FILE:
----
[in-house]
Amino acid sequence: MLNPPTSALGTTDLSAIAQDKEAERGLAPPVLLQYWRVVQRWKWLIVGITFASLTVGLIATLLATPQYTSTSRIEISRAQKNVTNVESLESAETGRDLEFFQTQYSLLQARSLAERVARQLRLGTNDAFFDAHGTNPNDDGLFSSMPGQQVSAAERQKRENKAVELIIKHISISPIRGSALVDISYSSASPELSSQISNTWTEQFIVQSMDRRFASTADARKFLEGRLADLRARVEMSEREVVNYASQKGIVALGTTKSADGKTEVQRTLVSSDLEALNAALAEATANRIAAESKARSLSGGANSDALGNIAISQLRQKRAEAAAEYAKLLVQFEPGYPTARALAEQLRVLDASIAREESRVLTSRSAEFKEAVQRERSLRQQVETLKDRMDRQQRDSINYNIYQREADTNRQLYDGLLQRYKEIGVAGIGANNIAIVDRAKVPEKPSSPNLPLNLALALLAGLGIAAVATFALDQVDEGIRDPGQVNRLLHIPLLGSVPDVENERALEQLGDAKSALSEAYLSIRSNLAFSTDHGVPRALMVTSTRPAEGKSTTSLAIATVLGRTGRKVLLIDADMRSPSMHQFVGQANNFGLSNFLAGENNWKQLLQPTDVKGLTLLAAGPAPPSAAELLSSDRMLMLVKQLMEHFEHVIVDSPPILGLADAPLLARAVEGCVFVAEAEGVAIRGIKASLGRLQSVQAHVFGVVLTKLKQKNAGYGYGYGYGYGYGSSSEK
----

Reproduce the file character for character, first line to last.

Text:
[in-house]
Amino acid sequence: MLNPPTSALGTTDLSAIAQDKEAERGLAPPVLLQYWRVVQRWKWLIVGITFASLTVGLIATLLATPQYTSTSRIEISRAQKNVTNVESLESAETGRDLEFFQTQYSLLQARSLAERVARQLRLGTNDAFFDAHGTNPNDDGLFSSMPGQQVSAAERQKRENKAVELIIKHISISPIRGSALVDISYSSASPELSSQISNTWTEQFIVQSMDRRFASTADARKFLEGRLADLRARVEMSEREVVNYASQKGIVALGTTKSADGKTEVQRTLVSSDLEALNAALAEATANRIAAESKARSLSGGANSDALGNIAISQLRQKRAEAAAEYAKLLVQFEPGYPTARALAEQLRVLDASIAREESRVLTSRSAEFKEAVQRERSLRQQVETLKDRMDRQQRDSINYNIYQREADTNRQLYDGLLQRYKEIGVAGIGANNIAIVDRAKVPEKPSSPNLPLNLALALLAGLGIAAVATFALDQVDEGIRDPGQVNRLLHIPLLGSVPDVENERALEQLGDAKSALSEAYLSIRSNLAFSTDHGVPRALMVTSTRPAEGKSTTSLAIATVLGRTGRKVLLIDADMRSPSMHQFVGQANNFGLSNFLAGENNWKQLLQPTDVKGLTLLAAGPAPPSAAELLSSDRMLMLVKQLMEHFEHVIVDSPPILGLADAPLLARAVEGCVFVAEAEGVAIRGIKASLGRLQSVQAHVFGVVLTKLKQKNAGYGYGYGYGYGYGSSSEK